Network News

X My Profile
View More Activity


Posted at 11:00 AM ET, 01/18/2010

Willingham: Textbooks too much

By Valerie Strauss

My guest today is cognitive scientist Daniel Willingham, a professor at the University of Virginia whose research is focused on K-12 education.

By Daniel Willingham
The Spring semester at the University of Virginia begins this week, and I will be teaching some 350 students in a course called "Introduction to Cognitive Psychology."

The list price for the assigned textbook is $123.75. You can get my book, "Why Don’t Students Like School?" for about twenty bucks.

Why are college textbooks so overpriced?

Prices are not high because textbook companies gouge a captive audience. It’s true that students in my class are required to buy the book, but the high price more reflects the publisher’s effort to fight the used book market.

The internet has made the used book market remarkably efficient and I know its effects first hand, as a textbook author. When a new edition of my textbook was published (always in the fall) X copies would sell. In the spring, a *negative* number of copies would sell. That is, more copies would be returned from bookstores to the publisher than would be sold. The following fall, X/3 copies would sell, followed by negative sales in the Spring, and so on.

Indeed, I declined to update my textbook for a fourth edition even though the book was used at a fair number of schools, because I calculated that I would be compensated less than minimum wage for my time.

Students make the rational choice. Why pay 124 dollars for a new copy if a used copy can be had for 80? And at the end of the semester, they again make a rational choice: why keep a book they are unlikely to read again when they can get 40 dollars for it?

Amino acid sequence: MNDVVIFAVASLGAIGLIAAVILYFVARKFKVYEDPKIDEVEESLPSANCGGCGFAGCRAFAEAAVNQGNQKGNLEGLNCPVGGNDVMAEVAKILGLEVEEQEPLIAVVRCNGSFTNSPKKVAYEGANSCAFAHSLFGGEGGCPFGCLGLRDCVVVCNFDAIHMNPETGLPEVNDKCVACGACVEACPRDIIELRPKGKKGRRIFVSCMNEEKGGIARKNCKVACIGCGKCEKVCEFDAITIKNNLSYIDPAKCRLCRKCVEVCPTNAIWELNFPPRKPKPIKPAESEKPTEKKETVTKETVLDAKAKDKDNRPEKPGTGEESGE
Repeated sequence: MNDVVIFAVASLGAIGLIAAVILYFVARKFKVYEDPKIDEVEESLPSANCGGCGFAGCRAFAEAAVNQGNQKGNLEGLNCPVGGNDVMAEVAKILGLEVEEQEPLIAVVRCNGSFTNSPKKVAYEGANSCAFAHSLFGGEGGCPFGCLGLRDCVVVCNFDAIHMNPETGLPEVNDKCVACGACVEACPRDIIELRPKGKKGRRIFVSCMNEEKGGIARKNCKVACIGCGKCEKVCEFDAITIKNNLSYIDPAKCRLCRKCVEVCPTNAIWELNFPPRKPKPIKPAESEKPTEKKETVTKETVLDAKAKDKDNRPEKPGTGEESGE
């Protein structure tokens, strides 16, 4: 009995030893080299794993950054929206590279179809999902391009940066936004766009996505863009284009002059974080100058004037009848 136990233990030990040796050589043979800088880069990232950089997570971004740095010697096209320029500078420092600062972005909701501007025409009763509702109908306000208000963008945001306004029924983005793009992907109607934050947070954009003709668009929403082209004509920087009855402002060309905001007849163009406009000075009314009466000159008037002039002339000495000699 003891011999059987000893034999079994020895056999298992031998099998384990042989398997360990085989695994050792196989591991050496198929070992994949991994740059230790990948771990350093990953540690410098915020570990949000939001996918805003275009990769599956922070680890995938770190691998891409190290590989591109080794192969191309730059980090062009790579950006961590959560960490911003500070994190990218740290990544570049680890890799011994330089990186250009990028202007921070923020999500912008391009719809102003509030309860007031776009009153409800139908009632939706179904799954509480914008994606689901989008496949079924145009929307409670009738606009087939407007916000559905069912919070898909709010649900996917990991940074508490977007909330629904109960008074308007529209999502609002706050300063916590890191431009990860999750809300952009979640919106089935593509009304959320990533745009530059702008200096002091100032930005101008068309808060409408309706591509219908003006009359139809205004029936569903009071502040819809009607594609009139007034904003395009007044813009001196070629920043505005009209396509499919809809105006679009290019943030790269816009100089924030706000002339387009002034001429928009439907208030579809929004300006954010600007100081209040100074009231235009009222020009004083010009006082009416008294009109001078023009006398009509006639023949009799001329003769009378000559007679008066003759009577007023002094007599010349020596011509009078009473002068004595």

Textbook companies also behave rationally. They publish new editions as often as they can get away with it. They try to induce professors to adopt special “bundles” with workbooks, access to computer labs, and other disposable items so that students will have to buy the new bundle, rather than a used textbook.

Given the used book market, I doubt that publishers are making a killing on textbooks, but even if they are, what else can anyone expect? They are businesses accountable to their shareholders, not charities.

The used booksellers are also behaving rationally. Some observers have excoriated them as parasites, making a profit when they did nothing to produce the book. But of course they are not parasites. They are providing a service that people want.

I used to feel that if anyone was to blame, it was professors. Why, I asked myself, has a publishing JetBlue not emerged? Why doesn’t an entrepreneur publish a cognitive psychology textbook for $35? (All the competing books cost more than $100.)

My answer was simple: professors are insensitive to price because they don’t have to buy the book. Students do. Professors might say that they don’t want students to have to buy a pricey book, but at the end of the day, if they conclude that book #1 is better than book #2, they’ll adopt it, whatever the price.

And the enterprising JetBlue of publishers still would not have addressed the used book market problem. Aren’t the odds still high that a student will sell his book at the end of the semester even if he only gets $10 for it?

Then too, if I (or any professor) adopt the second-best or third-best book, perhaps I’m doing the students a disservice. My course (for which students pay, on average, better than $1,000 in tuition) must be aligned to the textbook. Should I really use a book I think is inferior and change my whole course to fit the inferior book, all in order to save the student fifty bucks? And the savings to students will be smaller once used copies are available.

This situation will likely change in the near future when ebooks take over the market and it is simpler for publishers to rent a text. Until then, a desirable change that will result in lower textbook prices is not obvious to me.